What is it about London? Population growth is slowing across most of Europe – people are having fewer children and, it could be argued, steps are being taken to try to reduce social inequalities. But London is unusual. London continues growing, and London is becoming more youthful. The middle aged and those who are poor, but not desperately poor, are being squeezed out. Graduates from the rest of Britain and the rest of the world flow in ever greater numbers and require ever higher degrees of optimism. Many fail to achieve their aspirations. Above them a few are becoming ever richer. Below them, as private rents and social housing becomes too expensive for huge numbers of lowly paid families and many leave, a new poor may be growing, less well documented, less well protected, with even less to lose.
With a population of currently 8.2 million (according to the 2011 Census), London is not only unique for one of the old world’s megacities by being projected to continue rising significantly in population size over the forthcoming decades, but also by its specific demographic structure. Like many large cities, London has a large share of people in the younger age groups – over 20% in the cohorts from 25-34 – but also a significant share of the youngest with around 7% of its population being 0 to 4 years old. Here is a population pyramid of London compiled from the 2011 Census data that has been released recently: Continue reading
“It’s Official – London 2012 to be Biggest Paralympic Games Ever“, was the proud announcement at the Official Website of the Paralympic Movement ahead of this year’s Paralympic Games in London. While the games can not yet compete with the Olympics (over 10,000 athletes came to London just a few weeks ago), a new record has been set with over 4,200 athletes taking part at the 2012 Paralympics in the British capital. According to Wikipedia, this is “an increase of 250 athletes in comparison to the 2008 Summer Paralympics. They will represent 164 countries, 17 more than in Beijing. Fourteen countries will be making their Paralympic Games début: Antigua and Barbuda, Brunei, Cameroon, Comoros, the Democratic Republic of the Congo, Djibouti, the Gambia, Guinea-Bissau, Liberia, Mozambique, North Korea, San Marino, the Solomon Islands, and the US Virgin Islands“.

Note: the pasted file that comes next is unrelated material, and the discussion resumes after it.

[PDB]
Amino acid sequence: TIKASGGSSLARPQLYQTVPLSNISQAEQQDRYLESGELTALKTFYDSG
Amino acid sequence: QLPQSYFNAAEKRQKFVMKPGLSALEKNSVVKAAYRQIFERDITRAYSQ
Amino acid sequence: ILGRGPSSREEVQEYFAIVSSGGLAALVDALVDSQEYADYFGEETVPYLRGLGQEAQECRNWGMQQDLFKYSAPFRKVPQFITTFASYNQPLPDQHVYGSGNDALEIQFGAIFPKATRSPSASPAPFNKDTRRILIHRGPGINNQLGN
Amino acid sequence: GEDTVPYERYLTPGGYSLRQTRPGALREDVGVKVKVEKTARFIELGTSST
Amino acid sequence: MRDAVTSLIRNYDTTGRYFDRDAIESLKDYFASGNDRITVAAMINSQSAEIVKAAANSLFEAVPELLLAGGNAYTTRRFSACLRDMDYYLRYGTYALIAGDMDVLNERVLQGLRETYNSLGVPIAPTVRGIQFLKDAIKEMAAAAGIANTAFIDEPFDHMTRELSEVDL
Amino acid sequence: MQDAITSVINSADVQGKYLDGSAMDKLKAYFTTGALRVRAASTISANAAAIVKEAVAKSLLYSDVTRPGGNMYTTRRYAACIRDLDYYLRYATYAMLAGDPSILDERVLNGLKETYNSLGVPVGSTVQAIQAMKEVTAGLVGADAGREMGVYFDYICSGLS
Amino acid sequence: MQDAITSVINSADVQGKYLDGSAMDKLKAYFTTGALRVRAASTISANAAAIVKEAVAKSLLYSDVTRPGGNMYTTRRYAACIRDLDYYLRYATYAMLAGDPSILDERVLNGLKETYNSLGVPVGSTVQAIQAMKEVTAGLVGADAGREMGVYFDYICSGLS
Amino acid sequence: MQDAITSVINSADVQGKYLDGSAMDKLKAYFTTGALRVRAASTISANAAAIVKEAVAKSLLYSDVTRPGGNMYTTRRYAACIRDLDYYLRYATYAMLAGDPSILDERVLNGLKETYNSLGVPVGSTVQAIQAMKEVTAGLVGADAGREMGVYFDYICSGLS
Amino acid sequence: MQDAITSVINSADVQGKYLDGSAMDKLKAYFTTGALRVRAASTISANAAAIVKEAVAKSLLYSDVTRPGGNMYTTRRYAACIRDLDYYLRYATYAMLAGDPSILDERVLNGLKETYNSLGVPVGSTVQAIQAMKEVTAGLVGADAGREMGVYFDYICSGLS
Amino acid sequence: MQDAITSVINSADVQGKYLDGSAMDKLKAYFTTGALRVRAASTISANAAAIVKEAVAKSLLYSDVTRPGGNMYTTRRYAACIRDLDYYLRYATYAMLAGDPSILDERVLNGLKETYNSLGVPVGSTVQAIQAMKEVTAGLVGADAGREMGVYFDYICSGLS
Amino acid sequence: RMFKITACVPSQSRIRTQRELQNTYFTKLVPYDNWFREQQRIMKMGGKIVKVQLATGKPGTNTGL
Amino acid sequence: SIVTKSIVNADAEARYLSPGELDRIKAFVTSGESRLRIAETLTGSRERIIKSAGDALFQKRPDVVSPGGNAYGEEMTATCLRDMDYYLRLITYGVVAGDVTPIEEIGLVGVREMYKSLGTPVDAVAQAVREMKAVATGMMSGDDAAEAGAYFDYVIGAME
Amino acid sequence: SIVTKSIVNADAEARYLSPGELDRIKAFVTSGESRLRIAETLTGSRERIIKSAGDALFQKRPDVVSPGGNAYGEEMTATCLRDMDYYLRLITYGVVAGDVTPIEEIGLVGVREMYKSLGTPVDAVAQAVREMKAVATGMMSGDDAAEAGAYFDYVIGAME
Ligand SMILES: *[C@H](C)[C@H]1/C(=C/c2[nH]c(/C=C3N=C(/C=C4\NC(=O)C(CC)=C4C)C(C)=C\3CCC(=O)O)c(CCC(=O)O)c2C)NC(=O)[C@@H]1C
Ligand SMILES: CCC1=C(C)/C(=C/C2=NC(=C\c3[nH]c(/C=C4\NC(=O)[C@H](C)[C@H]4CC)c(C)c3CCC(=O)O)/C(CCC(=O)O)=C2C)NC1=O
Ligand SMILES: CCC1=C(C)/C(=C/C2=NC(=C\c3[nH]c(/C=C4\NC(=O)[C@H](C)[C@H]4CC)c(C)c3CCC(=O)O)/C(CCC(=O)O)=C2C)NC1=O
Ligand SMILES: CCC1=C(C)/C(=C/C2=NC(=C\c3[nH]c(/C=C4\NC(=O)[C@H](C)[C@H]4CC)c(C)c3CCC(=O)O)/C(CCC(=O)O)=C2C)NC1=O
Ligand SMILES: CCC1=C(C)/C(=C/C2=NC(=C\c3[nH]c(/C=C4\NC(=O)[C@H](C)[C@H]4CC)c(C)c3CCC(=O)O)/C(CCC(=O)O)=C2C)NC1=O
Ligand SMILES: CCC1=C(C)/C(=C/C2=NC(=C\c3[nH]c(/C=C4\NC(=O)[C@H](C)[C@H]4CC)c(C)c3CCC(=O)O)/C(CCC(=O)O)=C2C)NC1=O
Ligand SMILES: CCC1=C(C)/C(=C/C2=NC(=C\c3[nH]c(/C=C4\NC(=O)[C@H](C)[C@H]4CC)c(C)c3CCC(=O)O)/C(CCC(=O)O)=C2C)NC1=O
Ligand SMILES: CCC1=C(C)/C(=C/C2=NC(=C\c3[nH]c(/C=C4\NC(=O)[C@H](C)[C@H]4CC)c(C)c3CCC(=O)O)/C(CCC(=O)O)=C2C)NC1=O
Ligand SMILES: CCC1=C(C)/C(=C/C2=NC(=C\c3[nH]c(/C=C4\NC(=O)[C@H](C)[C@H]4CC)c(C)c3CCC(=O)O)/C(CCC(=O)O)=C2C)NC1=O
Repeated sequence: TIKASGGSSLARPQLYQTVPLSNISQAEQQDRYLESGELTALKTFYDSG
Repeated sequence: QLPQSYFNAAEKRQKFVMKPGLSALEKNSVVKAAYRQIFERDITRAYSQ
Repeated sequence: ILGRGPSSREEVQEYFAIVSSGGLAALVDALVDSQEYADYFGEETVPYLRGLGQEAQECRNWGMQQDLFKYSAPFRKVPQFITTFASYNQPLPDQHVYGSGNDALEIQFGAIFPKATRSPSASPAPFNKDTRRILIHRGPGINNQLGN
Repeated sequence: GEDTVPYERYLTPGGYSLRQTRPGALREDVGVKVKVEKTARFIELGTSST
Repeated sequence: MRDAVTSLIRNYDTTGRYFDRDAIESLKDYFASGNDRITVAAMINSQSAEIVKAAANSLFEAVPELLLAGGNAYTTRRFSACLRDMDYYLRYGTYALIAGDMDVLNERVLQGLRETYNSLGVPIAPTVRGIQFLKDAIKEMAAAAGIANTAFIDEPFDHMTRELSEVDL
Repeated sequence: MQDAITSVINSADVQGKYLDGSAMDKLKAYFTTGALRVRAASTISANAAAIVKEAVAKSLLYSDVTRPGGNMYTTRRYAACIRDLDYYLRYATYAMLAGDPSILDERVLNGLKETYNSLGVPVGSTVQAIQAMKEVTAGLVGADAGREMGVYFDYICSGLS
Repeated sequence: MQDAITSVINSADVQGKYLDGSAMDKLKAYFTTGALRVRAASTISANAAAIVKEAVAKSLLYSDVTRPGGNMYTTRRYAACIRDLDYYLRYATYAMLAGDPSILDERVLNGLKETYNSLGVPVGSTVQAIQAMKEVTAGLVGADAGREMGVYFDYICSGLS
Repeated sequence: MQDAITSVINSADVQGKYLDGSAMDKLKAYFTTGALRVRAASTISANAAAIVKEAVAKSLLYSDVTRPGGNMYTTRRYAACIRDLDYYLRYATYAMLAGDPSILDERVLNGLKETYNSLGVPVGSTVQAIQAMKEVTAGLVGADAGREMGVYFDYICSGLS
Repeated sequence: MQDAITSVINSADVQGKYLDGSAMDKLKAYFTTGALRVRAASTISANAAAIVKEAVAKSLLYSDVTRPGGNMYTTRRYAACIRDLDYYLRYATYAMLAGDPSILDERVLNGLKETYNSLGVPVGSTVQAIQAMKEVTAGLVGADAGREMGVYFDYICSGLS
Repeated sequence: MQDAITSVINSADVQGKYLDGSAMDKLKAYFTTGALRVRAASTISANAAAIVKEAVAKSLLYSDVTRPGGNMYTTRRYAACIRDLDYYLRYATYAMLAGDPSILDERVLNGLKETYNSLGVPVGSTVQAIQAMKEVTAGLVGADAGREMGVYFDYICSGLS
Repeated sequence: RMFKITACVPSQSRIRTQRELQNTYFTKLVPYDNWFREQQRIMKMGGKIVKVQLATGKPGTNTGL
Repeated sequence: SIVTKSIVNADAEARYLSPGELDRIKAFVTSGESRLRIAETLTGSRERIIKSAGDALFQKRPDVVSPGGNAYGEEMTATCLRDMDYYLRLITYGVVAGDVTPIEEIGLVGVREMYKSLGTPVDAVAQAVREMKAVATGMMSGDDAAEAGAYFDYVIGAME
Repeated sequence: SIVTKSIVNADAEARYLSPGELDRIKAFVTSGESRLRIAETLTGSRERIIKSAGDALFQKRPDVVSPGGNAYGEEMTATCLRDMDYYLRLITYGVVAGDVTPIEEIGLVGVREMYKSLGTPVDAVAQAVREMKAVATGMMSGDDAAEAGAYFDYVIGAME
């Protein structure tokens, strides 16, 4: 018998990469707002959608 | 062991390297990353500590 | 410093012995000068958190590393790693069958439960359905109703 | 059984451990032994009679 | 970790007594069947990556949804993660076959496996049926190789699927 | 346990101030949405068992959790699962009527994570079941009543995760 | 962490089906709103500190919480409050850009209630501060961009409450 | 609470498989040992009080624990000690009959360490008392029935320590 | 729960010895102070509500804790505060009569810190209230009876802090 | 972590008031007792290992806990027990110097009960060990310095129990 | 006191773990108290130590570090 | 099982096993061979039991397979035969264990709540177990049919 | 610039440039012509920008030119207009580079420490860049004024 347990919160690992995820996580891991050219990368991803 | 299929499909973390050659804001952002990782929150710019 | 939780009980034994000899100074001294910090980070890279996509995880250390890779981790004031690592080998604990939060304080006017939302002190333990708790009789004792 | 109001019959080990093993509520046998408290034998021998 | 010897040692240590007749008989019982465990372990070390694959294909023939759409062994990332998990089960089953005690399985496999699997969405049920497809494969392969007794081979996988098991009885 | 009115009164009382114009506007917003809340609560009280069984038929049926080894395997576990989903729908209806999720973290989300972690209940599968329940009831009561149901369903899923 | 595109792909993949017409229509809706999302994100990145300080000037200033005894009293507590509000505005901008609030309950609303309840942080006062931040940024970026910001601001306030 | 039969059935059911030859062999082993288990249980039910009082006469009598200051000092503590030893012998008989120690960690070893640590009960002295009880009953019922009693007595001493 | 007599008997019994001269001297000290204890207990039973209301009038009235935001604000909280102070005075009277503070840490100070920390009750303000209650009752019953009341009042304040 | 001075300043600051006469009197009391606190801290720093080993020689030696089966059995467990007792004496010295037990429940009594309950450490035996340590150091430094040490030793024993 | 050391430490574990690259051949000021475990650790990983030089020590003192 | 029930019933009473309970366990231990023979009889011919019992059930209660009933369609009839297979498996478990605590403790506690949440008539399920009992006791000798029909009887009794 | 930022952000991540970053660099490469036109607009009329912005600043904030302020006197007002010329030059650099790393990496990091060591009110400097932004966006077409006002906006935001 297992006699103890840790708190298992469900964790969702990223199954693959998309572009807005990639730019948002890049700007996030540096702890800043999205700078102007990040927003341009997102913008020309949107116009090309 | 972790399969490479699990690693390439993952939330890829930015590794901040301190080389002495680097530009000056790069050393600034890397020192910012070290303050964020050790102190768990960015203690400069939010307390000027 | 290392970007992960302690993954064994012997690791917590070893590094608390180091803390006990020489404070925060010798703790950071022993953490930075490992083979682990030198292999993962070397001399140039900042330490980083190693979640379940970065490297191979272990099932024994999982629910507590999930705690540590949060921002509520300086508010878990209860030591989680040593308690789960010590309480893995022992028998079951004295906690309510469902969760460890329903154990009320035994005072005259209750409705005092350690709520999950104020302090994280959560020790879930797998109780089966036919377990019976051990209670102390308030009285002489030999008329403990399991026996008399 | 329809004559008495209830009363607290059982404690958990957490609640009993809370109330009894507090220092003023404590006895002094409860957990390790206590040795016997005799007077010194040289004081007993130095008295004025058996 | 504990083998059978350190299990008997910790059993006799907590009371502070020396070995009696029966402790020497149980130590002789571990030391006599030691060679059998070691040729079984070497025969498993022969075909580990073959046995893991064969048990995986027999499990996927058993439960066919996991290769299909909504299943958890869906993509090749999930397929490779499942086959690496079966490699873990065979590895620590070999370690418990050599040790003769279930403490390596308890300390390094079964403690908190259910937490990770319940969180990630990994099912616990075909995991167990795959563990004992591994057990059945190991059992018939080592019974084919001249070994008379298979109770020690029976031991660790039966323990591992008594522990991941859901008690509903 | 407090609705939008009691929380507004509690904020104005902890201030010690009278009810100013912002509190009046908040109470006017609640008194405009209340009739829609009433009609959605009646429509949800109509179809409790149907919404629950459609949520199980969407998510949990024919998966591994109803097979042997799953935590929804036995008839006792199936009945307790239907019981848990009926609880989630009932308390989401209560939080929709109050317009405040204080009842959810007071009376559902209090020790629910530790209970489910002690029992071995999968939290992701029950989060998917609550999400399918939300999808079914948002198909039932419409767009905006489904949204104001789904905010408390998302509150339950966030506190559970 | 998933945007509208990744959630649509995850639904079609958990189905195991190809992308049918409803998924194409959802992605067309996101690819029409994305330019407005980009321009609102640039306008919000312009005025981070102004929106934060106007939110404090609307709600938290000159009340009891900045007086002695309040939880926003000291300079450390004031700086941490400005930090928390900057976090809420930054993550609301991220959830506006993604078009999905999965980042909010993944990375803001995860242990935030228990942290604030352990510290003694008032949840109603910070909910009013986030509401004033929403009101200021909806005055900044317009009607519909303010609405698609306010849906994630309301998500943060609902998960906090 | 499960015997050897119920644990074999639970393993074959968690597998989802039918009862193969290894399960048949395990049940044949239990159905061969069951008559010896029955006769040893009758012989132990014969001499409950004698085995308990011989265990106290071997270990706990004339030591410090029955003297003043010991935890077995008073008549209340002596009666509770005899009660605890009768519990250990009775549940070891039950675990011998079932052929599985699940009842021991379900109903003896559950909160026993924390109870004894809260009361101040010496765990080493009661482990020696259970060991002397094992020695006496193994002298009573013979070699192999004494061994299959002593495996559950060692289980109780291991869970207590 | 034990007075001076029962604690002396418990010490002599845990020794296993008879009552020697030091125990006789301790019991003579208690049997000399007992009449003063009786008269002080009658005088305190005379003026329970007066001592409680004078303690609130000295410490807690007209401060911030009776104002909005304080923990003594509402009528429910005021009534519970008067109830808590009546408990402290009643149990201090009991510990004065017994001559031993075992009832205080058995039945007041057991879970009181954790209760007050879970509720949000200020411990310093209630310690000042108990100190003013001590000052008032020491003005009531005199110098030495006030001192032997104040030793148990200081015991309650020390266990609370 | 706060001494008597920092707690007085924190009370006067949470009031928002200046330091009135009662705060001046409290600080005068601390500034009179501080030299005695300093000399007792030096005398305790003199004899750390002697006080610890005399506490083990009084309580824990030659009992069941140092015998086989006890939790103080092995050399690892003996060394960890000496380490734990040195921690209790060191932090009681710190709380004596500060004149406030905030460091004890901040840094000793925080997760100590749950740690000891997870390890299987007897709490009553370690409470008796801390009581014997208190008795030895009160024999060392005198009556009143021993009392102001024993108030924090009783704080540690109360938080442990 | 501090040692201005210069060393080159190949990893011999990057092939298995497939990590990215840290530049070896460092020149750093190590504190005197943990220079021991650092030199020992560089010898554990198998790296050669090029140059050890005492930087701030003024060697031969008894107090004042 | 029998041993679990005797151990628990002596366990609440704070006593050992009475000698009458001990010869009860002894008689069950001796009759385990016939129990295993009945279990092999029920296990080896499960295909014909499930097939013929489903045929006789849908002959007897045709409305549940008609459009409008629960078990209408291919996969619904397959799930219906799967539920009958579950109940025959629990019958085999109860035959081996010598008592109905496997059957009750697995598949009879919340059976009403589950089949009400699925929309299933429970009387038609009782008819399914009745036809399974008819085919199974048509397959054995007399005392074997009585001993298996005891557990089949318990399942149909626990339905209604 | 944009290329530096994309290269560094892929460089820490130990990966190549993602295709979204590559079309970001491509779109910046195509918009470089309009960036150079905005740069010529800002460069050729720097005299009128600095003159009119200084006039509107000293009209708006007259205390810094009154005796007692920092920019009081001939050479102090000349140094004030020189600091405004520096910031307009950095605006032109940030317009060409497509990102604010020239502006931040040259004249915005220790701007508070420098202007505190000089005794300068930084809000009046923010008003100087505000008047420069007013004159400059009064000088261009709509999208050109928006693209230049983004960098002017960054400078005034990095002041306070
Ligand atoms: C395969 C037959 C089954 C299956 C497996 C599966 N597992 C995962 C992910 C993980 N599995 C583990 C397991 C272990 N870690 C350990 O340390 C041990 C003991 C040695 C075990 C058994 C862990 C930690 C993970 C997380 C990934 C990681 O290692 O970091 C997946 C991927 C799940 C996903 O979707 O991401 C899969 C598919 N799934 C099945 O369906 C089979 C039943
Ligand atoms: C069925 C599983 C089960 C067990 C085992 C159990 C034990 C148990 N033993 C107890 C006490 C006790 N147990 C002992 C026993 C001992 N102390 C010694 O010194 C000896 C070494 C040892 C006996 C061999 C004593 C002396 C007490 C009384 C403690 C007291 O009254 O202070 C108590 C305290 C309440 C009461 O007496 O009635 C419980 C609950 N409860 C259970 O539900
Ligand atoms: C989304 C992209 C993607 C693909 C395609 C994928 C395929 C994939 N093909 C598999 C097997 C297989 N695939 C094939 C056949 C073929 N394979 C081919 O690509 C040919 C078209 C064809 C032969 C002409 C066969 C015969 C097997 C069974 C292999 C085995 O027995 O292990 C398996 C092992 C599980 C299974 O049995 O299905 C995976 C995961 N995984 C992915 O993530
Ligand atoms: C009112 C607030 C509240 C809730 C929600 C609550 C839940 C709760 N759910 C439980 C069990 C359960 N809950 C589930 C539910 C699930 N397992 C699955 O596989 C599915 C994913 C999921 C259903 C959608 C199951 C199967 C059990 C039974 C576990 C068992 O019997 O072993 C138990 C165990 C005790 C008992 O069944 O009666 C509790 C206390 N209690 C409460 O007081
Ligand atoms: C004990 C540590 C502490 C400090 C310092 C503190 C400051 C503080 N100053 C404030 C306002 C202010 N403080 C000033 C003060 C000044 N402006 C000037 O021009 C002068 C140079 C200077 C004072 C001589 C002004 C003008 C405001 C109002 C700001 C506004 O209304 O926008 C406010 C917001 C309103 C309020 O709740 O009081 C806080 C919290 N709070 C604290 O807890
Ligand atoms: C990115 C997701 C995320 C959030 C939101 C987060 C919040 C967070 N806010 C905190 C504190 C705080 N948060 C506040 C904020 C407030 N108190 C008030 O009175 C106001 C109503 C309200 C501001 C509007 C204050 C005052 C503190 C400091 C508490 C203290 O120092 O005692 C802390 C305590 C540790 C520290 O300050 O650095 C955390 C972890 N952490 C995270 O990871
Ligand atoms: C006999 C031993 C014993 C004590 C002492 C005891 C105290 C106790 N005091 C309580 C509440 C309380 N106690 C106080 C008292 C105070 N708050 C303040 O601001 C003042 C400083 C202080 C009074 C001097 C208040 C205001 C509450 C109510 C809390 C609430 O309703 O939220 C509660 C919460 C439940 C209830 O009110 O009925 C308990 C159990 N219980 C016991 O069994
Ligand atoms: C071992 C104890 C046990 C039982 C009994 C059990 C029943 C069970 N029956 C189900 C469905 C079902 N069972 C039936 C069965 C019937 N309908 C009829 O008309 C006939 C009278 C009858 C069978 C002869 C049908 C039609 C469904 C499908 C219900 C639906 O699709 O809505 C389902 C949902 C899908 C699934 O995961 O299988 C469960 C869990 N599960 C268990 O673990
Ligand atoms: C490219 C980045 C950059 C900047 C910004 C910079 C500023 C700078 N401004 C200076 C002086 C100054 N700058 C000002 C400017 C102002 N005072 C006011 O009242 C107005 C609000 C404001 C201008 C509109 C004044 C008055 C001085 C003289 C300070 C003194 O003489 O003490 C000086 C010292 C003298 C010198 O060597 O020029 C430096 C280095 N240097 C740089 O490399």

Leaving absolute numbers aside, the participation patterns in the Paralympics as shown in the following Worldmapper-style cartogram are not that strikingly different to those from the Olympics (a comparison to the Olympic Games can be found here). However, many interesting differences can still be spotted when looking at the details: China, and even more so Brazil are amongst the countries who (in relation) play an even bigger role, while the European dominance is slightly reduced, partly due to smaller shares of Eastern Europe (where Ukraine strikes out as one of the larger participants). In the Pacific, New Zealand’s size shrunk from is far larger number of athletes at the Olympics. The following map shows in proportion where all the sportsmen and women have traveled to London from this year (the two inset maps show the world’s population distribution in comparison and a conventional land area map as a reference):